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Trade war is ‘lose-lose’ and ‘stupid’

Glenn Freeman  |  26 Sep 2018Text size  Decrease  Increase  |  
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The tech giants that have revolutionised our lives are bent on a winner-takes-all path with scant regard for dividends, and some of Donald Trump’s policies are just plain stupid. 

They’re just some of the musings veteran US fund manager Bill Priest shared with the adviser community during a recent visit to Sydney.

Priest is the founder and CEO of Epoch Investment Partners and has accumulated more than 50 years in financial services.

In a lively presentation, Priest charted the revolutionary changes in the business landscape that he argues began just over a decade ago with the emergence of tech giants such as Google and Facebook.

In the same way the processing power of a computer chip doubles roughly every two years, the power and scope of the tech giants “suddenly exploded in our face in 2007,” he said, alluding to the famous observation of Intel co-founder Gordon Moore.

Netflix

 

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Netflix is a key exdample of a company whose valuation defies fundamentals

Indeed, 2007 proved to be an epochal year, marking the advent of companies and services that have become part of our everyday lives: it was the year Facebook began; the year Google bought a video-exchange service called YouTube; the year Apple invented the iPhone; Amazon revolutionised the way we read by launching Kindle; Android emerged as an operating system to rival Apple, and the year in which an accommodation-sharing platform called Airbnb changed the way we take holidays.

However, Priest sees these new technology businesses as adhering to a "winner takes all" mentality. Their focus is less on dividends but rather a mission to completely own their respective markets.

In the case of video-on-demand service Netflix - the first iteration of which began in 1998 - its low subscription fee in today's terms enables it to exponentially grow its subscriber base.
Projecting out this growth is why the company is regarded so positively, Priest said.

No cash, no problem

Despite its dominance, Netflix is beset by problems, Priest argues, chief among them being cash flow and debt.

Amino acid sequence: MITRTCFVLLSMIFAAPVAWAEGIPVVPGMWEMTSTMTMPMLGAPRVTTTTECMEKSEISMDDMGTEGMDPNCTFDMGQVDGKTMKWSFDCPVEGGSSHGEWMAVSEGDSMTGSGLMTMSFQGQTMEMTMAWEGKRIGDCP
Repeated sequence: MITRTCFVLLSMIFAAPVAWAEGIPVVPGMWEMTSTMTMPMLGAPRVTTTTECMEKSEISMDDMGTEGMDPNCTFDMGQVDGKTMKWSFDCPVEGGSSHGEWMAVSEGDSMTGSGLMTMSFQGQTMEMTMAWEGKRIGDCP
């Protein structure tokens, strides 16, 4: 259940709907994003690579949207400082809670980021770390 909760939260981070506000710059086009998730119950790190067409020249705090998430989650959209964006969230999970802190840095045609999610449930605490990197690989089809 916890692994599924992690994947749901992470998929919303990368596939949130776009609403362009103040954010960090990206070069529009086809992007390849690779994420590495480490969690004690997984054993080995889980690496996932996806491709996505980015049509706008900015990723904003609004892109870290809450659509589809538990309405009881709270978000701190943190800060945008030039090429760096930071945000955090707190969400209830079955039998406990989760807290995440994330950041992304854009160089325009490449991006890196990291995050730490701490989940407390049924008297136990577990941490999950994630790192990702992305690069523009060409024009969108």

"Netflix generates no free cash flow,” Priest said. “They don't have any, but they do have cash flow and they reinvest every dime in the firm.

"And by the way, they borrow money like it's going out of style."

Netflix's debt has more than tripled from about $2 billion in 2015 to more than $6 billion.
"A company that spends more money than it makes every quarter, and yet it has an amazing market cap. How can that be?"

And for the investor, such an approach is no guarantee of dividends. "None of these companies create cash that is going to pay dividends. They don't care about that; they just want to race to where they own all that space ... it's a winner-take all approach," Priest said, noting similar flaw in music-streaming service Spotify.

In what he describes as a "capital light" world, he views the technological shift as a "substitution of bits for atoms".

Capex is falling, dividends are rising

This is changing the relationship between debt leverage and equity. Because most businesses have at least some debt, "if you like the leverage ratio that you have, and you can substitute technology for labour and physical assets, you don't have to keep building equity to do business".

Priest believes payout ratios from companies are going to rise considerably.

"You're going to see more buybacks, more dividends,” he said. “In a capital-light world, companies return a higher proportion of cash to shareholders as dividends.

"This year is going to see a record year for buybacks. Dividends are high, and they're going higher."

He refers to US examples, but the same thing has been seen - albeit to a lesser degree – in Australia.

"Capex is falling, and it's doing this because you're substituting technology for capex; you simply don't need the same amount of capital anymore."

Trump's war on trade

Priest also let rip on the US-China trade war, Priest slamming the assertion of US President Donald Trump that his administration is winning the trade war.